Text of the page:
(select distinct mskey from MXMC_OPER.IDMV_VALLINK_EXT
where mcattrname = 'MXREF_MX_ROLE' and mcvalue in (261336,27,261369))))

The select on line 1 above pulls all the pertinent information from IDMV_VALLINK_EXT. However, since the identity center database isn’t normalized like most databases, I now need to turn it on it’s side, if you will. That’s where the PIVOT command comes in. All of the values selected from line 1 above will become rows instead of columns. While this isn’t an exactly accurate description of what PIVOT does, it’s good enough for this description. Google PIVOT sometime if you want to know more as this command does a number of other things depending what what operator you user (MAX, MIN, AVG, etc.). Since the department and manager IDs are saved as PS_DEPT number and MSKEYs on a user’s identity respectively, I now add the two joins to pull out the human friendly names of the departments and managers. At this point, I’m thinking I’m done. My required four columns for the final report should be there so I run the query. I get back something like 591 results. What?! That’s way more than my 500 baseline.

Upon some further digging, I discovered that, at some point in this company’s past, they reorganized their departments when they were acquired by another company. All the old department names were still in the database so the joining of PS_DEPT on to the Z_PS_DEPARTMENTS table was pulling all department names for any user that existed during this transition. Users that had two, in some cases more, departments were getting more than one line in the results. Now what? How do I only pull the current information?

Thankfully, there was a column in Z_PS_DEPARTMENTS that allowed for this, PS_SETID. Once I was told that which SETID was current, it just so happened that the current set was always in first one listed in my results. Now all I needed to do was filter by RANK. That’s where the rest of the query comes into play:

select distinct display_name as Employee_Name, HR_Status, PS_DEPT_DESC as Department_Description, mcdisplayname as Manager from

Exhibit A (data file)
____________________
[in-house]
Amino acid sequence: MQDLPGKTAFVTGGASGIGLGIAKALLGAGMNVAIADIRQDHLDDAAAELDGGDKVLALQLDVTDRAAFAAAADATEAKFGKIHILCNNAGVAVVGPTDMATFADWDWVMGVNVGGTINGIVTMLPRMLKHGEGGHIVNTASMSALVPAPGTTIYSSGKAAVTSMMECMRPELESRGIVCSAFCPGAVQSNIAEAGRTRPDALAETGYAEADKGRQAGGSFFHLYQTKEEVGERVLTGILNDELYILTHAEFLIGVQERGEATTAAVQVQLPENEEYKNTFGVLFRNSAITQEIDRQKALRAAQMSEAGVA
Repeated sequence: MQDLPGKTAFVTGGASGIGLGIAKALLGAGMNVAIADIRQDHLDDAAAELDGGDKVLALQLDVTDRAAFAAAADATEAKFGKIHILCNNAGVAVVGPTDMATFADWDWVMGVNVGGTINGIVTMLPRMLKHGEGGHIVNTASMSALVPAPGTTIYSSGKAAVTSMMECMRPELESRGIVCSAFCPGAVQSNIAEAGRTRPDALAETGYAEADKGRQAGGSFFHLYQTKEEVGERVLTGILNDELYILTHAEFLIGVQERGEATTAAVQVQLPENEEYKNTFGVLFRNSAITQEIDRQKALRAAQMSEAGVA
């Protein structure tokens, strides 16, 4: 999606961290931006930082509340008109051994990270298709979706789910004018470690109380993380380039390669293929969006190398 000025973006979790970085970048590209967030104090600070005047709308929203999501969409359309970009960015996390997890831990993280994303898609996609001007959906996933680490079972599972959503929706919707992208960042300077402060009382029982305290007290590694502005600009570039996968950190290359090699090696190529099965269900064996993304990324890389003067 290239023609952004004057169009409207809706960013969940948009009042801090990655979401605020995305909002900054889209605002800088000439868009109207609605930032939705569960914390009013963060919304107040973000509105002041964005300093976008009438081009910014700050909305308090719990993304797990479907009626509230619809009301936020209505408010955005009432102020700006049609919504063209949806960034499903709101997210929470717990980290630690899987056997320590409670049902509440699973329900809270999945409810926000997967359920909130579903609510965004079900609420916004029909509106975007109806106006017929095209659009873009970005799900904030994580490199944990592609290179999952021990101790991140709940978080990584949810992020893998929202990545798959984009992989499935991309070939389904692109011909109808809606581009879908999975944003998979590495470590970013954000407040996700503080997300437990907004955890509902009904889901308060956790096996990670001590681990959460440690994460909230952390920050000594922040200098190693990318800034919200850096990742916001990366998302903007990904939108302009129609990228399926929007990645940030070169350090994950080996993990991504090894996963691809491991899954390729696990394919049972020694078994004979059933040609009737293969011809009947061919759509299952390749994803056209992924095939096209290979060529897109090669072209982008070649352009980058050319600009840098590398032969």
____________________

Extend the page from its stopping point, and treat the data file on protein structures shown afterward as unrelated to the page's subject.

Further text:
(select mskey, display_name, HR_Status, PS_SETID, PS_DEPT_DESC, MCDISPLAYNAME,
RANK() OVER (PARTITION BY mskey
ORDER BY ps_setid DESC) "RANK" from
(select * from (select mskey, mcattrname, mcvalue from MXMC_OPER.IDMV_VALLINK_EXT)
pivot (max(mcvalue) for mcattrname in ('DISPLAYNAME' as Display_Name,'MX_FS_PS_STATUS' as HR_Status,'MX_MANAGER' as Manager,'Z_PS_DEPARTMENT' as Dept_ID))
join MXMC_RT.Z_PS_DEPARTMENTS D on D.PS_DEPT = Dept_ID
join MXMC_OPER.MXI_ENTRY M on M.MCMSKEY = Manager
where mskey in
(select mskey from MXMC_OPER.IDMV_VALLINK_EXT
where mcattrname = 'DISPLAYNAME' and mskey in
(select mskey from MXMC_OPER.IDMV_VALLINK_EXT
where mcattrname = 'MX_FS_PS_STATUS' and mcsearchvalue in ('ACTIVE','TERMINATED') and mskey in
(select distinct mskey from MXMC_OPER.IDMV_VALLINK_EXT
where mcattrname = 'MXREF_MX_ROLE' and mcvalue in (261336,27,261369))))))
where rank = 1
order by display_name

The RANK command adds a “RANK” column onto my results. Any result with multiple PS_SETIDs would now be ranked 1, 2, or 3. I only want that first result so at the bottom of the query, I only return rank = 1. The first line in this query selects only the columns I wanted returned to be displayed and the last line orders them by their display name. When I ran this, I got back 500 results. Victory!! Plugging into CRW was a breeze after that. I’ll still never forgot the e-mail I got back from my project contact when I sent him this query for approval before plugging in into CRW. It was essentially a two sentence long, “WOW!”

In writing this blog entry, I know I cut some corners on explanations so if you wish any clarifications, comment below and I can answer back. Again, as stated above, maybe this will help someone out when trying to pull IDM data someday, Additionally, if you have any suggestions on how I could have gotten the same result back simpler, PLEASE let me know! I am a huge lover of constructive criticism.

Thanks all and feel free to rate the quality of this post as well. It’s my first blog entry so hopefully I got it right in the eyes of the readers. Tschüss!